Roundabout vs. Traffic Circle

What is the Difference?

Roundabouts are not the same as traffic circles or rotaries. Traffic circles or rotaries have high-speed entries, weaving in the circle, low capacity, and many high-speed crashes. Sometimes motorists in the circle must yield to those entering. They are large and scary to drive – a “free for all” – and everyone hates them.

Roundabouts are the opposite. They require motorists to yield on entry. There is no weaving. Speeds are low, capacity is high, and crashes are few and minor. They are comfortable to drive, and if designed well, almost everyone likes them.

The photo below shows a roundabout being constructed within the central island of a large rotary in New York State. The roundabout is much smaller, yet will be safer and higher-capacity.

The specific design features that distinguish roundabouts from traffic circles and rotaries are Yield at Entry, Deflection, and (often) Flare.

 Modern RoundaboutNonconforming Traffic Circle


Yield at Entry

Entering traffic yields to circulating traffic.
  • Circulating traffic always keeps moving.
  • Works well with very heavy traffic.
  • No weaving distance necessary. Roundabouts are compact.
Entering traffic cuts off circulating traffic.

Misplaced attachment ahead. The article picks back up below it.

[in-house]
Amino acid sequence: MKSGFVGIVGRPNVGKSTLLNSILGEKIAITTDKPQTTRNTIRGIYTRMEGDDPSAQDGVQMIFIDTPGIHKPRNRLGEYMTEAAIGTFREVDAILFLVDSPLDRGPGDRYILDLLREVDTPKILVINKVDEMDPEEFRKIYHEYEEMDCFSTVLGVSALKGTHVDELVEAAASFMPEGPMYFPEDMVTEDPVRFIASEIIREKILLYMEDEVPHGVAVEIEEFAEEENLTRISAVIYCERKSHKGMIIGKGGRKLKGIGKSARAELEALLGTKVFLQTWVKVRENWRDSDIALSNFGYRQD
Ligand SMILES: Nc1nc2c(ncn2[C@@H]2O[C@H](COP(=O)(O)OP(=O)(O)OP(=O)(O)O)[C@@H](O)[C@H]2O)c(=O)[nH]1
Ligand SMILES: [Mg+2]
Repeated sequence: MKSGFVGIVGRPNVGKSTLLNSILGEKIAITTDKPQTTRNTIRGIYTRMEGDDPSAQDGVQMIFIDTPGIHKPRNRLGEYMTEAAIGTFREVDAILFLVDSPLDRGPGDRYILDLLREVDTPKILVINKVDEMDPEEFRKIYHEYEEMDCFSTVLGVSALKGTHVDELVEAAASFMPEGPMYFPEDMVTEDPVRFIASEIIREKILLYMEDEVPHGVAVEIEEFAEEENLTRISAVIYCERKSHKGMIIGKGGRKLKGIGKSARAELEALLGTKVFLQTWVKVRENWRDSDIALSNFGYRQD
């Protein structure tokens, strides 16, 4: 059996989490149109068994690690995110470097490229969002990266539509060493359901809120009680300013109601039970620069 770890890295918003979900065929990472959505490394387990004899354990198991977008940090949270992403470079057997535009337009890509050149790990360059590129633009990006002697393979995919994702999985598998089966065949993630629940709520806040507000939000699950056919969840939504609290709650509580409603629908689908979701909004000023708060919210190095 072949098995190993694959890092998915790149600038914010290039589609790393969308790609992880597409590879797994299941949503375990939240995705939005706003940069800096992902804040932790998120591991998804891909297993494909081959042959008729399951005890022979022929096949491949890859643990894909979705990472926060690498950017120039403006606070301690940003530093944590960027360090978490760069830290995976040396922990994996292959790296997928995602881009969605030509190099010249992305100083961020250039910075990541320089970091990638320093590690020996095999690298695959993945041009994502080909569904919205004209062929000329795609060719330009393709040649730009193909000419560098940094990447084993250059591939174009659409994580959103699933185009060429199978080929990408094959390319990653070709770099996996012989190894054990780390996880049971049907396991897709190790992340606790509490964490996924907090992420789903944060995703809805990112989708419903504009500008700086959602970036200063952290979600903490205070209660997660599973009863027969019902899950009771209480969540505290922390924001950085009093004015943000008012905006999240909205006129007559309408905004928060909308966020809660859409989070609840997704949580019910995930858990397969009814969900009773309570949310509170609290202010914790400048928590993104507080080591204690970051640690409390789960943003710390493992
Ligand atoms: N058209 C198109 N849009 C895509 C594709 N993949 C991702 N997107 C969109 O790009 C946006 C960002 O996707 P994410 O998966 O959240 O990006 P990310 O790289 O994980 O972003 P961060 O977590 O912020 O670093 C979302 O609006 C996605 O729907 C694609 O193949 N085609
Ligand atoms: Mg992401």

• Circulating traffic comes to a dead stop when the circle fills with entering traffic.
  • Breaks down with heavy traffic.
  • Long weaving distances for merging entries cause circles to be large.


Deflection

Entering traffic aims at the center of the central island and is deflected slowly around it.

  • Slows traffic on fast roads, reducing accidents.
  • Deflection promotes the yielding process.
Entering traffic aims to the right of the central island and proceeds straight ahead at speed.
  • Causes serious accidents if used on fast roads.
  • Fast entries defeat the yielding process


Flare

Upstream roadway often flares at entry, adding lanes.
  • Provides high capacity in a compact space.
  • Permits two-lane roads between roundabouts, saving pavement, land, and bridge area.
Lanes are not added at entry.
  • Provides low capacity even if circle is large.
  • For high capacity, often requires multilane roads between circles, wasting pavement, land, and bridge area.

 

Traffic circles constructed for traffic calming purposes, below, tend to be small and of low capacity. Large vehicles are often not accommodated, or must turn left in advance of the circle in opposition to other traffic. Many do not have splitter islands, which direct motorists and provide refuge areas for pedestrians.

For more information, the Insurance Institute for Highway Safety has a good Q&A on Roundabouts.